- Support equitable and affordable micromobility services.
- Follow the principle of mode-neutrality when developping an urban transport system.
- Reallocate road and parking space to micromobility users, cyclists and pedestrians.
- Address motor vehicle speeds when regulating micromobility speed.
- Apply coherent regulation that treats micromobility operators equally.
- Adopt a permissive and adaptive regulatory approach to micromobility.
11 August 2021
- Collect data only for defined purposes and only the minimum required.
- Develop guidelines for the use of big data in transport models.
- Enable the collection of location data through smartphone apps.
- Protect privacy through multiple solutions.
- Define a roadmap for household travel surveys.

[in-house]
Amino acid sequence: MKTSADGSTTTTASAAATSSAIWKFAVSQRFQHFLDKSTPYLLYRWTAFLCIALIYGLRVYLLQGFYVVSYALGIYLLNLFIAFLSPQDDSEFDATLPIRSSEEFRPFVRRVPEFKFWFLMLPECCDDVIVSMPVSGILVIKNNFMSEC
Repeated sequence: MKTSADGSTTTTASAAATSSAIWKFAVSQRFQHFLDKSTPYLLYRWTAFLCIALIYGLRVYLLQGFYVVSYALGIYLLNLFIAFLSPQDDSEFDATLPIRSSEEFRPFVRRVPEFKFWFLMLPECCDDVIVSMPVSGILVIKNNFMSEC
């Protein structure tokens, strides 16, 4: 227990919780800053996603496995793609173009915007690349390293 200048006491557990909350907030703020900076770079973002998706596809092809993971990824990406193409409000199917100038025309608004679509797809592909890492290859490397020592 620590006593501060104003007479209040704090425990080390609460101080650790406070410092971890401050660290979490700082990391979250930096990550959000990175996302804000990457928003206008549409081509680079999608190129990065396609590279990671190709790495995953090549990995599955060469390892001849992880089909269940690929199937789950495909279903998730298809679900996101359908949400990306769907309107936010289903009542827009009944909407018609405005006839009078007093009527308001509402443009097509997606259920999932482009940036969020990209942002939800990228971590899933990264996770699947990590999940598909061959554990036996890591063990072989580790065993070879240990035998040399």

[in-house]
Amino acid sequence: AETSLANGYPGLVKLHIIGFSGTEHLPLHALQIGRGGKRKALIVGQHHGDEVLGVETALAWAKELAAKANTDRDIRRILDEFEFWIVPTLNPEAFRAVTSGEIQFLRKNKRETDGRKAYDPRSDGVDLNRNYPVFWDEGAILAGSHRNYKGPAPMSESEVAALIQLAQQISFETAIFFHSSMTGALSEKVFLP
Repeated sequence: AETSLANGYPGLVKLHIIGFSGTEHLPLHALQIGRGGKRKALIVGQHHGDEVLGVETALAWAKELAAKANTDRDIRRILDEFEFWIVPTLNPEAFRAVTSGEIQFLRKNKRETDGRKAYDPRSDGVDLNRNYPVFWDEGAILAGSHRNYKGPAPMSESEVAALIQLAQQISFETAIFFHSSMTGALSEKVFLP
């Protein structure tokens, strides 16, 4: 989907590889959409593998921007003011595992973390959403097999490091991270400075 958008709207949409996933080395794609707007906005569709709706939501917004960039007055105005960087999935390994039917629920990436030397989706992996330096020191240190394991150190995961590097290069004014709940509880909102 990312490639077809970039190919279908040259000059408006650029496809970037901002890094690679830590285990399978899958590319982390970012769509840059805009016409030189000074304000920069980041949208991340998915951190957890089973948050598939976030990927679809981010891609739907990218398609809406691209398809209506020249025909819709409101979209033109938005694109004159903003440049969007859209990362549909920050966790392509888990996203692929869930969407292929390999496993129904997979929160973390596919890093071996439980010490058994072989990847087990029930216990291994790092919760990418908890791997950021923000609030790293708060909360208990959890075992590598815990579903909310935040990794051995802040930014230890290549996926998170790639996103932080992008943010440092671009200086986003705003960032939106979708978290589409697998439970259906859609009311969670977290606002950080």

- Design and test smartphone-assisted household travel surveys.
- Leverage artificial intelligence for data mining.
- Create and promote a recognised data steward function in the public and private sectors.
- Invest in the data-related training of the public-sector workforce.
20 July 2021
- Support the adoption of clean vehicles with targeted policy action and by increasing transparency of their carbon footprint.
- Prioritise a transition to direct electrification of vehicles and renewable energy.
- Address challenges in resource efficiency and sustainable supply chains.
- Prepare for a transition from fuel duties by seizing opportunities arising from increased connectivity and accelerating enabling regulatory actions.
- Include infrastructure for easy access to clean energy and digital connectivity of road transport in Covid‑19 recovery packages.
- Prepare for the impact of the sustainable mobility transition on jobs, required skill sets and social equity.
- Accelerate the development of other low-carbon technologies.
5 July 2021
- Anchor the governance of Mobility as a Service in a strategic vision, applied to the whole functional urban area and informed by effective digital monitoring